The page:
You Can Buy a 15-Ton Fighting Robot on eBay

Have you ever wanted a 15-ton fighting robot? Well, now’s your chance. A 15-ton robot was just put on eBay, after the bankruptcy of MegaBots. This robot is a full 16-feet tall, with parts and weapon attachments. The only catch: you’re going to have to figure out the shipping. It could be up to $50,000 to ship the item internationally.

The story of this robot, and the story of MegaBots, is an important cautionary tale in the world of entertainment startups. Here’s what happened, and what led to a battlebot being put on eBay for a dollar.

Eagle Prime: Now on eBay (Starting at a Dollar)

As of September 27, the Eagle Prime robot is up to over $100,000. It started at merely a dollar, and there are still 6 days to go. Bidders are going to need to pay $1,000 before the auction closes, but there’s no telling how many of these bids are realistic and how many of these bids are for the laughs.

A few individuals have driven up the bidding by at least $10,000 on their own, and some of the bidders have feedback scores of less than 25. Some may simply want to be a part of history and may have no real intention of paying.

Eagle Prime was used during a now infamous USA vs. Japan robot duel. The total building of Eagle Prime cost $2.5 million, which included a 430 horsepower engine. And there are some issues with the robot, too. Some of its plastic pads are worn down and will need to be replaced, it isn’t able to travel on dirt well, and it may spring a hydraulic leak during operation. The sellers are very open about its issues.

But, of course, it’s a giant robot. Though it may not be usable for actual robot-to-robot battle, it’s certainly a fantastic thing to have in your yard.

MegaBots Goes Bankrupt

Why is a 15-ton fighting robot being sold? Because its parent company is going bankrupt. MegaBots simply wasn’t able to make itself profitable, being a company that was centered around fighting robots — an industry that the world just isn’t ready for. Perhaps, that’s a good thing for all of us…

Founded in 2014, MegaBots was specifically designed to create giant robots and “mechas” for the purposes of fighting and entertainment. The hope was ultimately that people would be able to create a new sport of battlebots, with individuals controlling these robotic mechs, and fighting each other for notoriety and prizes as seen in many Japanese anime cartoons. Like the current e-sports arena, these matches would be streamed online as well as viewed in public. This was billed as the “future of sports.”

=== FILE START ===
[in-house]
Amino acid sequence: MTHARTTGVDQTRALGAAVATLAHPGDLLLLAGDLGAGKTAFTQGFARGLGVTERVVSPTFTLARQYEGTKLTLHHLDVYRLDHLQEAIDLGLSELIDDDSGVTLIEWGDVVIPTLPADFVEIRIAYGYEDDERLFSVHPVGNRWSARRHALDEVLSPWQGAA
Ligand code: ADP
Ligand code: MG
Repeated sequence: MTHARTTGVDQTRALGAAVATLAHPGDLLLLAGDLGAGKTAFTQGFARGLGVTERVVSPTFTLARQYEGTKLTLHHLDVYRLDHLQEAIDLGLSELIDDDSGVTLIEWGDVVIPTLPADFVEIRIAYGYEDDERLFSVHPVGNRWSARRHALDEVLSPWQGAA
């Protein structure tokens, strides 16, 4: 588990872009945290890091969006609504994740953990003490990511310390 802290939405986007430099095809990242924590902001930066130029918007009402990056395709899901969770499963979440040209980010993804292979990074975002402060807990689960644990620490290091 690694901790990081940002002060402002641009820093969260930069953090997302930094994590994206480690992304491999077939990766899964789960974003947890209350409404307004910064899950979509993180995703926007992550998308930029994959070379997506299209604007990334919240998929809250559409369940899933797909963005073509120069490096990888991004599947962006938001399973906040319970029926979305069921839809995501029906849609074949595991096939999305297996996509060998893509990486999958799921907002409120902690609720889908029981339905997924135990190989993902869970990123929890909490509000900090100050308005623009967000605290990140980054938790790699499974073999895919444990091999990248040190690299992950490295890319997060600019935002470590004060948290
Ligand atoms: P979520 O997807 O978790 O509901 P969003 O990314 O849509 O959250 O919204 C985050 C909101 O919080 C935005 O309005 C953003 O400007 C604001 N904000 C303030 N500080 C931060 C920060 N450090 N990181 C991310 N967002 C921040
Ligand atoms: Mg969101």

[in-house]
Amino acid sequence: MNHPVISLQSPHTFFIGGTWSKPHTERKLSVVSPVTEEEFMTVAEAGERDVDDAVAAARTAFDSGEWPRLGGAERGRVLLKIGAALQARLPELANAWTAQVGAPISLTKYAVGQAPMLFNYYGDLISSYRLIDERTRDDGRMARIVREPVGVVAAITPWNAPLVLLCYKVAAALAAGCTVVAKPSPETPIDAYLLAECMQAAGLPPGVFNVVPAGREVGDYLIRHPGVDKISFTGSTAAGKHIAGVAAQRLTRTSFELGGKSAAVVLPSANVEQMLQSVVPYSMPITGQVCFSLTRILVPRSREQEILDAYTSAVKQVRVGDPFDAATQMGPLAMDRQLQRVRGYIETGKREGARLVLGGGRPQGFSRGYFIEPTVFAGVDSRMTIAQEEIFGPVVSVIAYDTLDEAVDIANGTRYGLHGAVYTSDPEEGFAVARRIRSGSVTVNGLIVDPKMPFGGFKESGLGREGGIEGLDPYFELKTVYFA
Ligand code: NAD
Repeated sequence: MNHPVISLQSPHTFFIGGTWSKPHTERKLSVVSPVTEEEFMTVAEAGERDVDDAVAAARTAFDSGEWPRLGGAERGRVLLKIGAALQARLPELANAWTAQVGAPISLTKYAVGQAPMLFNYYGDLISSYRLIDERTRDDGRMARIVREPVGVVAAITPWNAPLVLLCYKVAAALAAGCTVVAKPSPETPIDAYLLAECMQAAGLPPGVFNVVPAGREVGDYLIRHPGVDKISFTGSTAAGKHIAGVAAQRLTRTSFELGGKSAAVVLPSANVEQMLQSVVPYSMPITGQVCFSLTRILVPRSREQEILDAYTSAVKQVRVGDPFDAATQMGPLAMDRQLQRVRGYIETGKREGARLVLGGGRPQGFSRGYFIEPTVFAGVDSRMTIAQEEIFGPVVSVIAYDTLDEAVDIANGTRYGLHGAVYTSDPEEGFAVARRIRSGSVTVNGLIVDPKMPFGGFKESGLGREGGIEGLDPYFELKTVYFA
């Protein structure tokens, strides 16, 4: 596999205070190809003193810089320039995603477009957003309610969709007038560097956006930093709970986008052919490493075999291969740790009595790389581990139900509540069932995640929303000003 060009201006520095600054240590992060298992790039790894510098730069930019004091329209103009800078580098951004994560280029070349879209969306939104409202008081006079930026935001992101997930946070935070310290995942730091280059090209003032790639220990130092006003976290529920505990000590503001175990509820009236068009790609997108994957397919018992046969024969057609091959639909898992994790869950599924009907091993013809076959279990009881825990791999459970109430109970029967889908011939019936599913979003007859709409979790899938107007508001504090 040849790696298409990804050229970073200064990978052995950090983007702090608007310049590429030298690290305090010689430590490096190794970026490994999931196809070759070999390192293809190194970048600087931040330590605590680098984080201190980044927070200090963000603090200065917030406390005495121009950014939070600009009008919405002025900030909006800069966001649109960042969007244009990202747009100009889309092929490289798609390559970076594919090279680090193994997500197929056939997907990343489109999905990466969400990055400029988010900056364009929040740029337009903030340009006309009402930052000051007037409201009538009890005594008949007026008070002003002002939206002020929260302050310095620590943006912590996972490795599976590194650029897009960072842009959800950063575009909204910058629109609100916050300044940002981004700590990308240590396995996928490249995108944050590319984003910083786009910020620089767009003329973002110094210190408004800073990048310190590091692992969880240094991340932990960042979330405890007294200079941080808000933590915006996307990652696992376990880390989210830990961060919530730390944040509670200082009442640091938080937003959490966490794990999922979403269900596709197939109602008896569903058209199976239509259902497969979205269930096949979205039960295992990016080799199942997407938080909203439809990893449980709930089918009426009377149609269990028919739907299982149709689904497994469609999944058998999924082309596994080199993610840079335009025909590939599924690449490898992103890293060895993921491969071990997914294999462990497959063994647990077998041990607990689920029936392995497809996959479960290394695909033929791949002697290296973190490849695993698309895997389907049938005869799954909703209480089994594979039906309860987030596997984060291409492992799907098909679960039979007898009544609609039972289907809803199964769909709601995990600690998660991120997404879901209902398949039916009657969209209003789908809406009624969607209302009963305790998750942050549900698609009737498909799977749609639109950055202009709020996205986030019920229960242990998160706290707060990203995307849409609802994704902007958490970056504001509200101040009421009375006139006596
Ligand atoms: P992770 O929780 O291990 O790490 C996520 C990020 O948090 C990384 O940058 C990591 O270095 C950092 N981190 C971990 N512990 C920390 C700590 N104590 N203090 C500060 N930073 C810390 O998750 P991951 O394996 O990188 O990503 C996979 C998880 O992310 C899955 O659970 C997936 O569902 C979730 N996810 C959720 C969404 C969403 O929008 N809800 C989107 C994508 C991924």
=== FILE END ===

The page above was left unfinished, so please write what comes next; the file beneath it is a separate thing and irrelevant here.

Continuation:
But, like many entertainment startups, MegaBots was more flash than capability. It wasn’t able to create any truly new technology, instead engineering a single, large robot, as a proof of concept and entertainment draw.

In 2015, it was able to raise a total of $554,592 on Kickstarter for a Japan vs. USA robot duel. The robot duel itself was scripted, which ended up leading to widespread criticism in 2017. The scripting was painfully obvious: it took three days to film. But, MegaBots nevertheless continued to launch events, such as watching the immense robot destroy things such as cars.

Ultimately, the company was unable to continue growing its revenue, and had to declare bankruptcy. But MegaBots was still able to generate a lot of buzz. It received the Guinness World Record for “Largest Robots to Fight,” and its video was viewed over 8 million times.

The Challenges of the Entertainment Startup

MegaBots is only one of the mega-entertainment startups that have launched since internet media became so common. Kickstarter has provided the seed funding for many businesses that have later folded, because they don’t have a clear path to revenue, or a profit model.

In the case of MegaBots, their reach may have exceeded their grasp. While they started out as a “fighting robot” company, they were unable to safely and reliably create realistic fights, and instead were required to script them.

But their loss could be your gain: your very own giant, fighting robot.

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These content links are provided by Content.ad. Both Content.ad and the web site upon which the links are displayed may receive compensation when readers click on these links. Some of the content you are redirected to may be sponsored content. View our privacy policy here.

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